In recent years, insurers have found new ways to personalize coverage and potentially reduce its cost, allowing their customers to change the amount of their deductible, the value of insured property, the cost of temporary accommodation and other factors. However, the determining factor in premiums is the cost of completely rebuilding a home, which is why coverage is so expensive.

According to a ValuePenguin survey of 30 California cities, the average earthquake coverage rate is $3.54 per thousand dollars. If it costs half a million dollars to rebuild your home, at that rate your premium would be $1,770 per year. Repair costs are about 10% higher than a year ago, Christianson said, so while his company’s rates haven’t changed, a renewed policy with the same level of coverage costs about 8% more.

The CEA faces an additional problem, according to the general manager of the insurer, Glenn Pomeroy. It has so many customers – more than a million, making it the largest provider of earthquake insurance in the country – that “we cannot grow any further without imposing a large increase in premiums on our policyholders” , Pomeroy said.

This is because the cost of paying claims from a catastrophic earthquake is rising, driven by the same inflationary forces that increase the cost of rebuilding homes.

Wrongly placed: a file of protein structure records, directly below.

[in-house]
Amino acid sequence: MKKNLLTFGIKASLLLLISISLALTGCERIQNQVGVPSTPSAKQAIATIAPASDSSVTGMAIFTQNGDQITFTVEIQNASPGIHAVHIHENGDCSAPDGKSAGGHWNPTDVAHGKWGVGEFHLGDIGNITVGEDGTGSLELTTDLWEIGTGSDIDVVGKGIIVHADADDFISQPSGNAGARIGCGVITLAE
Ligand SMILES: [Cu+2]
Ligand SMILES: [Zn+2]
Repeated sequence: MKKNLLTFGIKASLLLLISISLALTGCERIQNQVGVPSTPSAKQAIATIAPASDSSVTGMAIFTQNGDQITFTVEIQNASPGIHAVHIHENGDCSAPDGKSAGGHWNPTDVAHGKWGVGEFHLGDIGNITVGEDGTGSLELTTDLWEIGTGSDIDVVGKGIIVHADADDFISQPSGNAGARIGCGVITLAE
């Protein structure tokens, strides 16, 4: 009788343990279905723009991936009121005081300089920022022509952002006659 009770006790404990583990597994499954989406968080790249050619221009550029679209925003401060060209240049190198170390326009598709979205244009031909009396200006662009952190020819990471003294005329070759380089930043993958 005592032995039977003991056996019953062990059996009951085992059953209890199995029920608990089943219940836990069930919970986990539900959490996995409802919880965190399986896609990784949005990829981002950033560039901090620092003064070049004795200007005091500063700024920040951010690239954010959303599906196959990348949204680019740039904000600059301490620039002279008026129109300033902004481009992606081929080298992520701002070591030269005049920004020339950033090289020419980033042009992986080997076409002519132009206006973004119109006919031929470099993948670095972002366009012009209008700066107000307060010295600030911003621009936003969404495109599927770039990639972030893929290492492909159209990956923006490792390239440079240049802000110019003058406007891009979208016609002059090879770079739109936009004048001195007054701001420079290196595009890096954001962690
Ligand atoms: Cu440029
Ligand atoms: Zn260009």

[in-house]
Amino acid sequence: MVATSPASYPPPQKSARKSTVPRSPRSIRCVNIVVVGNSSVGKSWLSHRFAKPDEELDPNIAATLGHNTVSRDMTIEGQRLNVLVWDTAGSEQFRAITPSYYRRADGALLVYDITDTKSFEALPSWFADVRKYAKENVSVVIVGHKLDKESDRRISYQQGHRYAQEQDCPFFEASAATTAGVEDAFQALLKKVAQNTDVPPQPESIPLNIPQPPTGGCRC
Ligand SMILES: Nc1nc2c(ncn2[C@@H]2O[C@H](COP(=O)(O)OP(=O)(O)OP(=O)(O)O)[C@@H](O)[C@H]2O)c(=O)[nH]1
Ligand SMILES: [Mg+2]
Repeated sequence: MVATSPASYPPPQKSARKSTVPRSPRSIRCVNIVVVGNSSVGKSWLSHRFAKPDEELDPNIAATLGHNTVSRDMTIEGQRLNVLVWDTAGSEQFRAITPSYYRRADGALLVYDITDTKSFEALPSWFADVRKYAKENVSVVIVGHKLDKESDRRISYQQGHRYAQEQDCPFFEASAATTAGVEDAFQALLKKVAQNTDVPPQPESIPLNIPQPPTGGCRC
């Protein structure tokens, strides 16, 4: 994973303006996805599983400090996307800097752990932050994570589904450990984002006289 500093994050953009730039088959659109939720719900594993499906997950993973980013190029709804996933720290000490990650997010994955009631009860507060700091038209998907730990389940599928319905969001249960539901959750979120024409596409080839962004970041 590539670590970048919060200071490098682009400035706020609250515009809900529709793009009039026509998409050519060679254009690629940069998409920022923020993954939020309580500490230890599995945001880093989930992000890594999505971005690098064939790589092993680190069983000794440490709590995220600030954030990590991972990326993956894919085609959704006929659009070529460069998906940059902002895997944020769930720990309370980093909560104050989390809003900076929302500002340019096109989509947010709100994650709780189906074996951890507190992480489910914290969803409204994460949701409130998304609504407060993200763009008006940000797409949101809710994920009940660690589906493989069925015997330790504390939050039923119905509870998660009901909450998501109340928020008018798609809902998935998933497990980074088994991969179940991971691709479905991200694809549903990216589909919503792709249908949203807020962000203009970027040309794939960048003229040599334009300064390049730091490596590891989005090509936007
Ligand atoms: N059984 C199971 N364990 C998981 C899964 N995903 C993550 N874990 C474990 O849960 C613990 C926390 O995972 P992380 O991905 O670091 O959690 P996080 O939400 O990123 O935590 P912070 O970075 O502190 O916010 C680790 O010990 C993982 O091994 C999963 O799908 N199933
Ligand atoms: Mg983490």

One of the things the CEA is doing, Pomeroy said, is reducing its ability to handle claims related to extremely powerful but extremely rare earthquakes. Previously, it had the ability to pay 100% of claims from an earthquake that was only expected to occur once every 400 years. It is now prepared to pay 100% of claims for a slightly less rare and less damaging 350-year earthquake, with all higher claims paid on a pro-rata basis, he said.

Another step is to improve the ability of homes to withstand the strong shaking associated with major earthquakes. Eight years ago, CEA and CalOES launched Earthquake Brace & Bolt, which has helped more than 16,000 homeowners bolt their homes to their foundations and strengthen the walls of their crawl spaces. The program is closed to new applicants at this time, but Pomeroy said it will reopen with new funding in the fall.

“We know there are about a million homes in California that need it,” Pomeroy said, referring to the seismic retrofit. By initially focusing grants on the most at-risk ZIP codes — those with the highest concentration of old homes and the greatest risk of earthquakes — “we’re making those neighborhoods safer because we’re renovating ramshackle homes,” said he declared.

The braces and bolts program provides up to $3,000 for renovations, with more money available for qualified low-income applicants – for example an additional $1,125 to $2,650 in Southern California. This is sufficient to cover much, if not all, of the cost of the work; the HomeAdvisor site estimated the cost of a seismic retrofit in January at between $3,300 and $7,500.

To receive email updates on when the next application period for Braces and Bolts grants is open, you can sign up on the program website.